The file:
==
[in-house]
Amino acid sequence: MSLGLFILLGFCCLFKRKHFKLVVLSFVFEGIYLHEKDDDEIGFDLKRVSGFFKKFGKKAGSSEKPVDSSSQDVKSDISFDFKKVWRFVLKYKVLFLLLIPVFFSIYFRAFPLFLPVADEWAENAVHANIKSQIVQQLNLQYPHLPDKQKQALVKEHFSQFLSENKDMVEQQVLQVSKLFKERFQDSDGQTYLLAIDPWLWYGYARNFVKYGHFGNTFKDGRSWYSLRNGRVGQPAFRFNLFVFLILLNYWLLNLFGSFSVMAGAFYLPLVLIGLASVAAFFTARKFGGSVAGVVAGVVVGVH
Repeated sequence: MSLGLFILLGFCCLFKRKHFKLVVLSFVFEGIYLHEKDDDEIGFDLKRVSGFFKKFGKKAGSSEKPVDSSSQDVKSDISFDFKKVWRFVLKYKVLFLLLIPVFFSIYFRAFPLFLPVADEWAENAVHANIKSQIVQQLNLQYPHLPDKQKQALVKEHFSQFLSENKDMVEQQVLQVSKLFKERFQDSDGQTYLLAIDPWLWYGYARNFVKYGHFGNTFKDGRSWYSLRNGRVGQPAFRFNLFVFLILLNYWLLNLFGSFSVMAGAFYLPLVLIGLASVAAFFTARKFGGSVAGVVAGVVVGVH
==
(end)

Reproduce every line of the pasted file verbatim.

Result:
[in-house]
Amino acid sequence: MSLGLFILLGFCCLFKRKHFKLVVLSFVFEGIYLHEKDDDEIGFDLKRVSGFFKKFGKKAGSSEKPVDSSSQDVKSDISFDFKKVWRFVLKYKVLFLLLIPVFFSIYFRAFPLFLPVADEWAENAVHANIKSQIVQQLNLQYPHLPDKQKQALVKEHFSQFLSENKDMVEQQVLQVSKLFKERFQDSDGQTYLLAIDPWLWYGYARNFVKYGHFGNTFKDGRSWYSLRNGRVGQPAFRFNLFVFLILLNYWLLNLFGSFSVMAGAFYLPLVLIGLASVAAFFTARKFGGSVAGVVAGVVVGVH
Repeated sequence: MSLGLFILLGFCCLFKRKHFKLVVLSFVFEGIYLHEKDDDEIGFDLKRVSGFFKKFGKKAGSSEKPVDSSSQDVKSDISFDFKKVWRFVLKYKVLFLLLIPVFFSIYFRAFPLFLPVADEWAENAVHANIKSQIVQQLNLQYPHLPDKQKQALVKEHFSQFLSENKDMVEQQVLQVSKLFKERFQDSDGQTYLLAIDPWLWYGYARNFVKYGHFGNTFKDGRSWYSLRNGRVGQPAFRFNLFVFLILLNYWLLNLFGSFSVMAGAFYLPLVLIGLASVAAFFTARKFGGSVAGVVAGVVVGVH